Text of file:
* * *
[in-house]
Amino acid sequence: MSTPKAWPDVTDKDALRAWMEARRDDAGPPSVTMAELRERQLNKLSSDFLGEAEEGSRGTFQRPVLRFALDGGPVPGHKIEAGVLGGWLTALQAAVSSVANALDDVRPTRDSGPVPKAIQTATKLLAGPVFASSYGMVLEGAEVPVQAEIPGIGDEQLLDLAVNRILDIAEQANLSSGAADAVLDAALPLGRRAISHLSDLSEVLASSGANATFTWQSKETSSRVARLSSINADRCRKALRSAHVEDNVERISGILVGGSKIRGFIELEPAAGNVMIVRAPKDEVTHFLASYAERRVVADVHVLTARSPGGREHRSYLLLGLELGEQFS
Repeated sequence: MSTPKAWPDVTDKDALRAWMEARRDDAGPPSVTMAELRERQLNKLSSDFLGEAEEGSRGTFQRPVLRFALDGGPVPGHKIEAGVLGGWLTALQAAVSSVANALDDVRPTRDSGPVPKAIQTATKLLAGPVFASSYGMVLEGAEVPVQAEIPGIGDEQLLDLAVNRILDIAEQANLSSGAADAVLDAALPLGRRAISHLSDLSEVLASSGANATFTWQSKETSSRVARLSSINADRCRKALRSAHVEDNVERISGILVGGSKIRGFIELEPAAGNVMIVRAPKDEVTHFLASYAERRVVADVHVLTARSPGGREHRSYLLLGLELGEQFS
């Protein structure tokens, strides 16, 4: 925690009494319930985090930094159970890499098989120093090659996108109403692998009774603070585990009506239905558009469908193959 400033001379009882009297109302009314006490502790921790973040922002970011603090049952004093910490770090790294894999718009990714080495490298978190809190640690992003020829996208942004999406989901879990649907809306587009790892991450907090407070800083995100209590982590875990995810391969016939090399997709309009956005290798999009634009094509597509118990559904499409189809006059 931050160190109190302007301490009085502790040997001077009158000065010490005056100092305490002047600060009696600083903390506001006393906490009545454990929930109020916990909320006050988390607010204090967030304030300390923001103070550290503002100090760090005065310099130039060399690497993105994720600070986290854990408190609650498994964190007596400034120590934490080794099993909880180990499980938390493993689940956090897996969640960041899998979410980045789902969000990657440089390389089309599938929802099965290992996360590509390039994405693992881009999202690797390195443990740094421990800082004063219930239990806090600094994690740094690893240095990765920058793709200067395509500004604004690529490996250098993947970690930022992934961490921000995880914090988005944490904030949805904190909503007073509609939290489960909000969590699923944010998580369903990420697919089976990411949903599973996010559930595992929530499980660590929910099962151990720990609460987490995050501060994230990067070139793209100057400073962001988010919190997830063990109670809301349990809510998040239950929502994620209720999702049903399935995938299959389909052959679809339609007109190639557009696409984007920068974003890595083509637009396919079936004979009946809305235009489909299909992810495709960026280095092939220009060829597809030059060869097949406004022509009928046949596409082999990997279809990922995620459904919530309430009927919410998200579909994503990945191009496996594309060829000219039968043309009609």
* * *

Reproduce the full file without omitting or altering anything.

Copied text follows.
[in-house]
Amino acid sequence: MSTPKAWPDVTDKDALRAWMEARRDDAGPPSVTMAELRERQLNKLSSDFLGEAEEGSRGTFQRPVLRFALDGGPVPGHKIEAGVLGGWLTALQAAVSSVANALDDVRPTRDSGPVPKAIQTATKLLAGPVFASSYGMVLEGAEVPVQAEIPGIGDEQLLDLAVNRILDIAEQANLSSGAADAVLDAALPLGRRAISHLSDLSEVLASSGANATFTWQSKETSSRVARLSSINADRCRKALRSAHVEDNVERISGILVGGSKIRGFIELEPAAGNVMIVRAPKDEVTHFLASYAERRVVADVHVLTARSPGGREHRSYLLLGLELGEQFS
Repeated sequence: MSTPKAWPDVTDKDALRAWMEARRDDAGPPSVTMAELRERQLNKLSSDFLGEAEEGSRGTFQRPVLRFALDGGPVPGHKIEAGVLGGWLTALQAAVSSVANALDDVRPTRDSGPVPKAIQTATKLLAGPVFASSYGMVLEGAEVPVQAEIPGIGDEQLLDLAVNRILDIAEQANLSSGAADAVLDAALPLGRRAISHLSDLSEVLASSGANATFTWQSKETSSRVARLSSINADRCRKALRSAHVEDNVERISGILVGGSKIRGFIELEPAAGNVMIVRAPKDEVTHFLASYAERRVVADVHVLTARSPGGREHRSYLLLGLELGEQFS
């Protein structure tokens, strides 16, 4: 925690009494319930985090930094159970890499098989120093090659996108109403692998009774603070585990009506239905558009469908193959 400033001379009882009297109302009314006490502790921790973040922002970011603090049952004093910490770090790294894999718009990714080495490298978190809190640690992003020829996208942004999406989901879990649907809306587009790892991450907090407070800083995100209590982590875990995810391969016939090399997709309009956005290798999009634009094509597509118990559904499409189809006059 931050160190109190302007301490009085502790040997001077009158000065010490005056100092305490002047600060009696600083903390506001006393906490009545454990929930109020916990909320006050988390607010204090967030304030300390923001103070550290503002100090760090005065310099130039060399690497993105994720600070986290854990408190609650498994964190007596400034120590934490080794099993909880180990499980938390493993689940956090897996969640960041899998979410980045789902969000990657440089390389089309599938929802099965290992996360590509390039994405693992881009999202690797390195443990740094421990800082004063219930239990806090600094994690740094690893240095990765920058793709200067395509500004604004690529490996250098993947970690930022992934961490921000995880914090988005944490904030949805904190909503007073509609939290489960909000969590699923944010998580369903990420697919089976990411949903599973996010559930595992929530499980660590929910099962151990720990609460987490995050501060994230990067070139793209100057400073962001988010919190997830063990109670809301349990809510998040239950929502994620209720999702049903399935995938299959389909052959679809339609007109190639557009696409984007920068974003890595083509637009396919079936004979009946809305235009489909299909992810495709960026280095092939220009060829597809030059060869097949406004022509009928046949596409082999990997279809990922995620459904919530309430009927919410998200579909994503990945191009496996594309060829000219039968043309009609």